Deb Eiseman As children, we can’t help but get in touch with creativity, we’re starting to learn how the world works, everything comes from a beginner’s mind. As we begin practicing and repeating things, the brain eventually figures it out and moves onto the next thing. Eventually, our curiosity for most things fades away as life begins routine and we miss out on the possibilities around us. That is why I’m always impressed and inspired when I find someone who uses creativity as a modality for healing.

Today I wanted to bring to you a former New York television executive Deb Eiseman, who after suffering debilitating chronic pain after a car accident found healing through creativity. Her life has now been transformed from one riddled with chronic pain to feeling happy as an artist and designer. She contends that it was through finding her creativity that she was healed. Can we do the same?

Elisha: Can you tell us what role finding that little $2.98 water color set played in your healing? 

Deb: I truly believe it saved my life.  It gave me purpose and provided me with something to focus on other than the pain.  Painting became an integral part of my healing and in retrospect I feel like I was doing art therapy on myself.

I found painting to be very meditative and it was the one time of the day when I was actually in the present.  I think that being in the present played an important part in my healing.

Also my days were filled with doctors appointments that were extremely depressing and it was hard to find hope.  But when I would sit down to paint, I would see all these happy figures on the page (I never set out to paint anything – it just came through me) and I realized that even though I didn’t feel hope, there was some deep inside of me.  That little $2.98 watercolor kit opened up the door to hope for me. 

Elisha: If I’m trying to tap into my creative spirit for healing and as I try and keep coming up against the thought that “I’m just not that good at this stuff,” what do you suggest?  

Deb: Don’t pay attention to those voices and just keep creating!  I actually made a pact with myself that I would leave the paintings overnight and look at them the next day. There were a number of times when my inner perfectionist wanted to rip the paintings up because “they weren’t good enough.”  The amazing thing is that the next day I never wanted to rip them up.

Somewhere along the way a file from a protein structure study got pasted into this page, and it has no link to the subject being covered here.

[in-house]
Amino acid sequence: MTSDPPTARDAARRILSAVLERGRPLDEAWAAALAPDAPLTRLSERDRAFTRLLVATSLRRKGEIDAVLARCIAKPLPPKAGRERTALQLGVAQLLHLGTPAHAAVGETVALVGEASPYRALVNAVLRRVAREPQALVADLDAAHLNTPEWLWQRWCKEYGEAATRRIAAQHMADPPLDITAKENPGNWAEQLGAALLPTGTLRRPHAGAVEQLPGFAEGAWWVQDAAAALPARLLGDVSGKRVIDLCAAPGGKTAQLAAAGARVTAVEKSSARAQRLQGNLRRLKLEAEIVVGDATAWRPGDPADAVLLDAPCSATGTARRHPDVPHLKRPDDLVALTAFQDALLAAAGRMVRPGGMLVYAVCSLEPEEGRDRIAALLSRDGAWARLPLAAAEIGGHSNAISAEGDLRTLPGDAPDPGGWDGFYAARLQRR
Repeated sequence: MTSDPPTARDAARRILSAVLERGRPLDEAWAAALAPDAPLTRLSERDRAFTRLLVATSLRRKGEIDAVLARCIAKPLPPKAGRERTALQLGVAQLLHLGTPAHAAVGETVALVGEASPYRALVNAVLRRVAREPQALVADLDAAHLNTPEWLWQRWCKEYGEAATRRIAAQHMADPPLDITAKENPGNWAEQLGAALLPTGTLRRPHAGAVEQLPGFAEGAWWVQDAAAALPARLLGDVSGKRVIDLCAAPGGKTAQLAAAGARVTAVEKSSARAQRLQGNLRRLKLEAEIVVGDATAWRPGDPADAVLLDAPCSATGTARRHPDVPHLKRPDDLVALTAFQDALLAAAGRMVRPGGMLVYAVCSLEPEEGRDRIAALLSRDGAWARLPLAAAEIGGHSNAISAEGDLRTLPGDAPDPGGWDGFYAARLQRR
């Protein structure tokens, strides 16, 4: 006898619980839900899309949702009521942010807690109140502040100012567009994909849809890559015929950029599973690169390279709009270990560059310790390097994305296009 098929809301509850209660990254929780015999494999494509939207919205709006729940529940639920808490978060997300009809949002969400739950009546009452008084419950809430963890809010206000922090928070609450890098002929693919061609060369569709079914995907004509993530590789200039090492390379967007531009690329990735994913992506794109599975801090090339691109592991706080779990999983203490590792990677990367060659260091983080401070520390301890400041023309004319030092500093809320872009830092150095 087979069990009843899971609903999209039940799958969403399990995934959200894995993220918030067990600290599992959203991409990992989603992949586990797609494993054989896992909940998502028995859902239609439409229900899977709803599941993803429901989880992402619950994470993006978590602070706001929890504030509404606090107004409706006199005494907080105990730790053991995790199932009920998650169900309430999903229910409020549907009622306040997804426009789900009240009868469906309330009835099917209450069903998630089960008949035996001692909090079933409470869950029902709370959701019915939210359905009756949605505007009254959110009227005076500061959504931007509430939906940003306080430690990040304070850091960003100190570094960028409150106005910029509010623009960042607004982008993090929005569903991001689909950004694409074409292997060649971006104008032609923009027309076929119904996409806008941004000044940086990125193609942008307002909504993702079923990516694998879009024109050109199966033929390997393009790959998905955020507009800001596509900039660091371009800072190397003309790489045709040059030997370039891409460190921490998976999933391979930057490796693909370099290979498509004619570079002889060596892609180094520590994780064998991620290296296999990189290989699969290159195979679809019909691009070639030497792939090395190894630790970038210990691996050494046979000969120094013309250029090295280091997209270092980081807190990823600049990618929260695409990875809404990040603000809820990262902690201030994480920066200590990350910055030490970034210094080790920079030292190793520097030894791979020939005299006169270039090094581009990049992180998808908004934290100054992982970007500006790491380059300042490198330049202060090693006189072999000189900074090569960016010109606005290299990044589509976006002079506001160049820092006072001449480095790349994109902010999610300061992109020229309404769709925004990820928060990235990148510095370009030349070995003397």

The other thing I discovered is that my painting wasn’t just about the destination – it was about the journey and the act of creating.  One of the most beautiful parts of painting when I was in such horrible pain was that I would get out of my head and feel a connection to The Universe.  I think that my healing came not only through the act of painting but also from feeling a connection I had never felt before.

Elisha: If you were sitting across the table from someone in chronic pain, what thoughts would you give them? 

Deb: Don’t quit 5 minutes before the miracle.  When you are in debilitating pain for an extended period of time, you either get bitter or get better.  I feel like I reached a fork in the road and chose the path that allowed me to see the gifts in the pain.  Pain is an amazing teacher and I feel so fortunate that I was conscious enough to be open to learning from it.

I also think that it is important to choose the intention to heal.  When I was in such overwhelming pain, it was much easier to pay attention to the pain as opposed to the healing process.  But then I realized that paying attention to the pain made me feel really powerless and just kept me in pain. Once I made the conscious choice to think about the healing process, everything started to shift and the healing unfolded.

Elisha: Thank you Deb!

As always, please share your thoughts, stories and questions below. Your interaction provides a living wisdom for us all to benefit from.

Photo courtesy of Deb Eiseman

 


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    Last reviewed: 23 Oct 2012

APA Reference
Goldstein, E. (2012). How Getting Creative Heals Pain: An Interview with Deb Eiseman. Psych Central. Retrieved on October 25, 2014, from http://blogs.psychcentral.com/mindfulness/2012/10/how-getting-creative-heals-pain-an-interview-with-deb-eiseman/

 

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